As You Like It

Orlando Character Analysis

Read our modern English translation.
The youngest son of Sir Rowland de Boys, Orlando is, in many respects, the hero of the play. Though cheated of his inheritance by his older brother, Oliver, and therefore uneducated and disadvantaged, he succeeds in the beginning of the play at winning both a wrestling match and Rosalind’s affection. Passionate and loving, he cares deeply for his servant, Adam, and composes countless (bad, though passionate) poems about his beloved Rosalind. He is educated on the subject of love by Rosalind (who is in disguise and whom he thinks is a man) throughout the play, and at the end, he proves his moral strength when he courageously fights a lioness to save his the life of his previously cruel brother.

Orlando Quotes in As You Like It

The As You Like It quotes below are all either spoken by Orlando or refer to Orlando. For each quote, you can also see the other characters and themes related to it (each theme is indicated by its own dot and icon, like this one:
Deception, Disguise, and Gender Theme Icon
). Note: all page numbers and citation info for the quotes below refer to the Simon & Schuster edition of As You Like It published in 2009.
Act 1, Scene 1 Quotes

My father charged you in his will to give me good education: you have trained me like a peasant, obscuring and hiding from me all gentlemanlike qualities. The spirit of my father grows strong in me, and I will no longer endure it.

Related Characters: Orlando (speaker), Oliver
Page Number: 1.1.65-70
Explanation and Analysis:

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I hope I shall see an end of him; for my soul, yet I know not why, hates nothing more than he. Yet he’s gentle, never schooled and yet learned, full of noble device, of all sorts enchantingly beloved.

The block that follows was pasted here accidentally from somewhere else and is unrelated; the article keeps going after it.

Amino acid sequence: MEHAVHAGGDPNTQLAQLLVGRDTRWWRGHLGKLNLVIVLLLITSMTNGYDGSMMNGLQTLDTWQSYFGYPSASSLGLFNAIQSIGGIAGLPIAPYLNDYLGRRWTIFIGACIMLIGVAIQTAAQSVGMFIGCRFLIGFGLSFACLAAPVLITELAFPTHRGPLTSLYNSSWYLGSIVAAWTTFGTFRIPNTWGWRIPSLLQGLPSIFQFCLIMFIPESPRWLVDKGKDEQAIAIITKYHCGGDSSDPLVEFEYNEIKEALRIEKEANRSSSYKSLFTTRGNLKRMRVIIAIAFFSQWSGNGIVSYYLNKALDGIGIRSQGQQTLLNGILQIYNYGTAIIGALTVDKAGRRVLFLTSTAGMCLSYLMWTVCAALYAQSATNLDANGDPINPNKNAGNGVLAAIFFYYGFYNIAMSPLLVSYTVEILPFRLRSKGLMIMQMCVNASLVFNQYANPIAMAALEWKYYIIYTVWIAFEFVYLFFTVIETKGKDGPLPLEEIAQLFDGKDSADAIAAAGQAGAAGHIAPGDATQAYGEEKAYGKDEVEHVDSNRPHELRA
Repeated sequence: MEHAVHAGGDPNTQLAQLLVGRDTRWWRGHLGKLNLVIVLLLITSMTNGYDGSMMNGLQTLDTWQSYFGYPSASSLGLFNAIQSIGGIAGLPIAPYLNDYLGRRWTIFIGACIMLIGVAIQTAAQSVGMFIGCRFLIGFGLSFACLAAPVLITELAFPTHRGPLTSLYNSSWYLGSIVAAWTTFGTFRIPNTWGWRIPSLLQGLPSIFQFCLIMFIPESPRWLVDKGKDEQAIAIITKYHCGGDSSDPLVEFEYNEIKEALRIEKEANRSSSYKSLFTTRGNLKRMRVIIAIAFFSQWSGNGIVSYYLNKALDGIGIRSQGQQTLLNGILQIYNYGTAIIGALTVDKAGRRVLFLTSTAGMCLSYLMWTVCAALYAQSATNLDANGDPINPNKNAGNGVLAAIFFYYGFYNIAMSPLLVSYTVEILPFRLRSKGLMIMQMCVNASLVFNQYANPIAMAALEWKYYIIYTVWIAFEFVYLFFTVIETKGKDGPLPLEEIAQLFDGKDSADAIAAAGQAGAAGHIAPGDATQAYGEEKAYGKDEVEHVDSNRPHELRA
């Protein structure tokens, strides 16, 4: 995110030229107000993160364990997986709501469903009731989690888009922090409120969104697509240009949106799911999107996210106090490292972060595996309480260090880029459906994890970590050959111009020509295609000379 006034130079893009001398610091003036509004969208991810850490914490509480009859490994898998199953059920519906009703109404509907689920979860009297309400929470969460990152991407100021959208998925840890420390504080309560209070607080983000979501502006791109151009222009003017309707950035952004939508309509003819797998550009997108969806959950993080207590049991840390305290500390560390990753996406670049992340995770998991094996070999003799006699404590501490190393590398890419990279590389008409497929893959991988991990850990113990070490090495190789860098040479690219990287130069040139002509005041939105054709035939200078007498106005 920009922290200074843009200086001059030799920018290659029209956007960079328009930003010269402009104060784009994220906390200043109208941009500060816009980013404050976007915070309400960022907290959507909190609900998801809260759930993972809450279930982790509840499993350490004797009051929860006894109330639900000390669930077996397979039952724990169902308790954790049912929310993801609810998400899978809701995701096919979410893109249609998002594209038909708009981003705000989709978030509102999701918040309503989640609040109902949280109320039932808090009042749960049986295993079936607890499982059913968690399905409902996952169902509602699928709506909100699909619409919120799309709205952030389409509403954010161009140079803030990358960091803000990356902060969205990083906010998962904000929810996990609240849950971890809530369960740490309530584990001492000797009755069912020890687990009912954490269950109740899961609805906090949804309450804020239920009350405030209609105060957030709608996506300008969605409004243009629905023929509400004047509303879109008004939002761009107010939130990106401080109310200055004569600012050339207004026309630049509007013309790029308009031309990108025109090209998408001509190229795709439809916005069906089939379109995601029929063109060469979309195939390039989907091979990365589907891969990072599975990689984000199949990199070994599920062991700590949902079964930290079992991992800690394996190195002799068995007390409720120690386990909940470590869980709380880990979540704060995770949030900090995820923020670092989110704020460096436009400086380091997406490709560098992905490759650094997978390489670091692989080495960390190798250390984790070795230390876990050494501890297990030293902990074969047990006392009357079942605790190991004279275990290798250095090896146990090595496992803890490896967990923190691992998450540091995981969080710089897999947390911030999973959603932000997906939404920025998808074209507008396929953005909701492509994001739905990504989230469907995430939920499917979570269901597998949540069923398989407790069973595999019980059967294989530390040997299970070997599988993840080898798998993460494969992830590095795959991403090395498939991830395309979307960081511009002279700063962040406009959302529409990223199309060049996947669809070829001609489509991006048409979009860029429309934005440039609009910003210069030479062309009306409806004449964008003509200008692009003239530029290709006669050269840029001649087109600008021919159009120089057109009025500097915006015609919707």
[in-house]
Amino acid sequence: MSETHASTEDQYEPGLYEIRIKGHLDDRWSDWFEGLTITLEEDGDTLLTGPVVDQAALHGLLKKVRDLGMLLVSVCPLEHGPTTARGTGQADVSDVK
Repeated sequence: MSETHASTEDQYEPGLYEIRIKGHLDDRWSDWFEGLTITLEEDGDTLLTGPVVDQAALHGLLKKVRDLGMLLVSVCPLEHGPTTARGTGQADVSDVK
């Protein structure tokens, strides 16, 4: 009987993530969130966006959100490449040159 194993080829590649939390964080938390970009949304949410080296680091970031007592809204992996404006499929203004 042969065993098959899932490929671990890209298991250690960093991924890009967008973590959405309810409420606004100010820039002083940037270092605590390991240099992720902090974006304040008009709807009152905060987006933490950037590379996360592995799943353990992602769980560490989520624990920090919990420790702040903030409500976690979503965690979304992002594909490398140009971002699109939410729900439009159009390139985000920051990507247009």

Related Characters: Oliver (speaker), Orlando
Page Number: 1.1.161-165
Explanation and Analysis:

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Act 1, Scene 2 Quotes

What passion hangs these weights upon my tongue? I cannot speak to her, yet she urged conference.

Related Characters: Orlando (speaker), Rosalind
Page Number: 1.2.258-259
Explanation and Analysis:
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Act 2, Scene 3 Quotes

Poor old man, thou prun’st a rotten tree that cannot so much as a blossom yield in lieu of all thy pains and husbandry. But come thy ways, we’ll go along together.

Related Characters: Orlando (speaker), Adam
Page Number: 2.3.64-67
Explanation and Analysis:

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Act 3, Scene 2 Quotes

Run, run, Orlando, carve on every tree the fair, the chaste, and unexpressive she.

Related Characters: Orlando (speaker), Rosalind
Related Symbols: Orlando’s Poems
Page Number: 3.2.9-10
Explanation and Analysis:
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Love is merely a madness, and, I tell you, deserves as well a dark house and a whip as madmen do; and the reason why they are not so punished and cured is that the lunacy is so ordinary that the whippers are in love too. Yet I profess curing it by counsel.

Related Characters: Rosalind (speaker), Orlando
Related Symbols: Ganymede
Page Number: 3.2.407-412
Explanation and Analysis:

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Act 4, Scene 1 Quotes

Nay, you were better speak first, and when you were graveled for lack of matter, you might take occasion to kiss. Very good orators, when they are out, they will spit; and for lovers, lacking – God warn us! – matter, the cleanliest shift is to kiss.

Related Characters: Rosalind (speaker), Orlando